Pulaski County Sees Over 1,000 Early Voters After First Day For March Election

Feb 19, 2020

11 locations are available are open for early voting this year. Voters can go to any location
Credit Michael Hibblen / KUAR News

1,095 Pulaski County voters showed up at the polls for the first day of early voting for the election on March 3, according to numbers from the Pulaski County Election Commission. According to Joshua Price, an election commissioner for the county, that number is lower than expected.

"I think due to the weather and to the rain, we didn’t have the turnout that we normally get, but we did still have over 1,000 people vote in Pulaski County," Price said. However, Price does expect a much better turnout Wednesday, due to the better weather. The election commission is keeping both a daily tally and a running tally of all early voting before the election.

Arkansas’s primary moved up to Super Tuesday this year, thanks to a law passed by state legislators in 2019. Price said he thinks the move has increased Arkansas’s importance in the primary season.

"I think with it moving back up to March, we had Amy Klobuchar visit. We had Michael Bloomberg recently visit. So Arkansas is now kind of being targeted by these presidential candidates as a state to come in and visit because of the fact that we are casting our ballots early on Super Tuesday," Price said. The upcoming election also benefits from simply happening during a presidential election year, according to Price.

"Presidential years are always going to have a lot more voter turnout than non-presidential years. And with this being an especially big year and having so many Democratic candidates on the ballot, we expect…well we’re hoping for really good voter turnout this year and we expect to have that," Price said. In addition to the presidential primaries, voters will also choose a state Supreme Court justice, four circuit judgeships and a state district court judge, according to the nonpartisan sample ballot from the commission.

For this year, 11 early voting locations are available. That’s two more than offered before, with the John Gould Fletcher Library and the Hillary Rodham Clinton Children’s Library opening its doors to early voters. Price said more sites mean fewer geographic gaps with no polling places.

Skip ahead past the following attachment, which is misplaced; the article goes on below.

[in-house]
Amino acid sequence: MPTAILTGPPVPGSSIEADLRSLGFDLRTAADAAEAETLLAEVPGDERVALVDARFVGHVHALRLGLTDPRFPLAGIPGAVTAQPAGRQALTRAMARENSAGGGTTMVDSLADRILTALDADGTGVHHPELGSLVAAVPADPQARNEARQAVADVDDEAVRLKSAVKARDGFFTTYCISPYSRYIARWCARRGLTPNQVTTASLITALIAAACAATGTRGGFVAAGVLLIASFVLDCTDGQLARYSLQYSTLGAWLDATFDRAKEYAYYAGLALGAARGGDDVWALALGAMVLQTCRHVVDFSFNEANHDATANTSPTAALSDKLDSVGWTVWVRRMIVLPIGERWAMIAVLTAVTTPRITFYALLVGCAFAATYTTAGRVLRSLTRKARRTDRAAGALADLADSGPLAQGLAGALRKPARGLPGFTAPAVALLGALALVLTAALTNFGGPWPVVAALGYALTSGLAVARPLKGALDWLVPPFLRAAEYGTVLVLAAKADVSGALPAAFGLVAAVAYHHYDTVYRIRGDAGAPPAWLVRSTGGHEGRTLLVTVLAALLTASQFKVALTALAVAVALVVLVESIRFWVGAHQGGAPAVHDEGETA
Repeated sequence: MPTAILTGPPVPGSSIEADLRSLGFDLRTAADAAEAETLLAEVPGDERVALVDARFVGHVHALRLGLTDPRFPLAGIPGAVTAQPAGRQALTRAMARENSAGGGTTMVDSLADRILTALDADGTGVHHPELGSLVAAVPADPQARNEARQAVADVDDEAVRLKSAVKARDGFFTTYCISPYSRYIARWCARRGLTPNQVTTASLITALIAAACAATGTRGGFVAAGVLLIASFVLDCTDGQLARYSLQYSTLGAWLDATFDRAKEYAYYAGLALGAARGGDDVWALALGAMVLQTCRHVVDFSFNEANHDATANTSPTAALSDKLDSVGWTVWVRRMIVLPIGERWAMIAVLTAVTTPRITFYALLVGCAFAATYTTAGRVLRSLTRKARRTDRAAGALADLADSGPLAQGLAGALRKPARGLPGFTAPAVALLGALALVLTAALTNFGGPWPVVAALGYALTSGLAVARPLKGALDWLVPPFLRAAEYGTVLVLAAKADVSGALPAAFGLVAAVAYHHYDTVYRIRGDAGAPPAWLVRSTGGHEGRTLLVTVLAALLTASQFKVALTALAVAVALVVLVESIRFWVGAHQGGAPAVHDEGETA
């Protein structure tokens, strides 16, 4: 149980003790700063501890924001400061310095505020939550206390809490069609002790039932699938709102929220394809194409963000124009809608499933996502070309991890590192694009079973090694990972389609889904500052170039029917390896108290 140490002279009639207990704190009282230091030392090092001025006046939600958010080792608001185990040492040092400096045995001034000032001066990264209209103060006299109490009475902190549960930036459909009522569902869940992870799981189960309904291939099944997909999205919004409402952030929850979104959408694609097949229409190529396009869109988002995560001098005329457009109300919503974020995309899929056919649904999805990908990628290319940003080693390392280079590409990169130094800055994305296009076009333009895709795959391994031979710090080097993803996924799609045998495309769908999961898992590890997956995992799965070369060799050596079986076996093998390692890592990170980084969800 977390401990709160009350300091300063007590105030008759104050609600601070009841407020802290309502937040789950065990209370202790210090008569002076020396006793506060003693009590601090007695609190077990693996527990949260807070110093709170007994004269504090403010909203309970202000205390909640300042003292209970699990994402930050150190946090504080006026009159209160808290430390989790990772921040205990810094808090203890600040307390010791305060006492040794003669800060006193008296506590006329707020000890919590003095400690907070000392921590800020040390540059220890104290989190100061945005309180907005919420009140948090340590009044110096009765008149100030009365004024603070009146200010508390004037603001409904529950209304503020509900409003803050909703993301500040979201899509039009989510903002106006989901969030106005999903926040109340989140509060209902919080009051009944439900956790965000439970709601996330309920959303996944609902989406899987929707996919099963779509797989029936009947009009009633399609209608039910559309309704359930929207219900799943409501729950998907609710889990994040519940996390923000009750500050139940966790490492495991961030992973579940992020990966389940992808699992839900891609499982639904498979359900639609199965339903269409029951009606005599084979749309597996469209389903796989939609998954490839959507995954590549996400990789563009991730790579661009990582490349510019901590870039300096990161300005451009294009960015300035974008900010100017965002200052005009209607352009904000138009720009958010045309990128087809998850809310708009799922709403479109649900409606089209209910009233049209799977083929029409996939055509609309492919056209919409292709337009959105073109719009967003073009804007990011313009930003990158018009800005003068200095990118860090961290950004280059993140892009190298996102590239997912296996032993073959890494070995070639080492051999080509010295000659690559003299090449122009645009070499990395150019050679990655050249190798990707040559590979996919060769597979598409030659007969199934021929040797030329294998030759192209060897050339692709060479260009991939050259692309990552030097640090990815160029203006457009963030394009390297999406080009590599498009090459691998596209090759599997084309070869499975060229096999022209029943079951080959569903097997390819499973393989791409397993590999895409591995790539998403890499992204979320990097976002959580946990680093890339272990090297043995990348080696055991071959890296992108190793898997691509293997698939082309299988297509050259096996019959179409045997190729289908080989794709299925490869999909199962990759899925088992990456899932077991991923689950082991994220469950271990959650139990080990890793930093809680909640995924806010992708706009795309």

"We really just want to make sure we’re removing any obstacles that may be in the path of Pulaski County voters and make it easier for them to vote and make the process as expedited and simple as possible. So where we saw gaps, we thought 'Let’s go ahead and fill those gaps' and see what areas are willing to be an early voting site," Price said. The primary’s move to March from May also means the commission is short on poll workers, according to Price.

"Normally we have about 1,200 just kind of in our bank of poll workers. We normally lose about 20% every election cycle just because they either age out, or they move or they just can’t do it anymore," Price said. "So I think right now we’re at 900 and something. We really need about a thousand to be able to conduct the election as smoothly and efficiently as possible." Price said they are looking for workers from all party affiliations. Those interested in becoming poll workers can find more information on the election commission’s website.

Though one day of data is not enough to predict how early voting will ultimately go in the county, Price said he’s heard from plenty of voters anecdotally.

"I’ve had a lot of people, voters and candidates and just everyone in Pulaski County approach me, asking about early voting and how excited they are to be able to go out and cast their vote in this presidential primary," Price said.

Early voting is available from 10 a.m. until 6 p.m. at all of the locations except the Pulaski County Regional Building, which opens at 8 a.m. All of the early voting sites can be found on the election commission’s website. Voter registration can be checked at the county clerk’s website. Voters need a photo I.D. to be able to vote. However, Price says if you do not have one and must cast a provisional ballot, you should still vote.

"We count every single provisional and absentee ballot that comes through that office and we actually count it publicly during our meetings. So if you think your provisional ballot won’t count, I promise you it will count," Price said.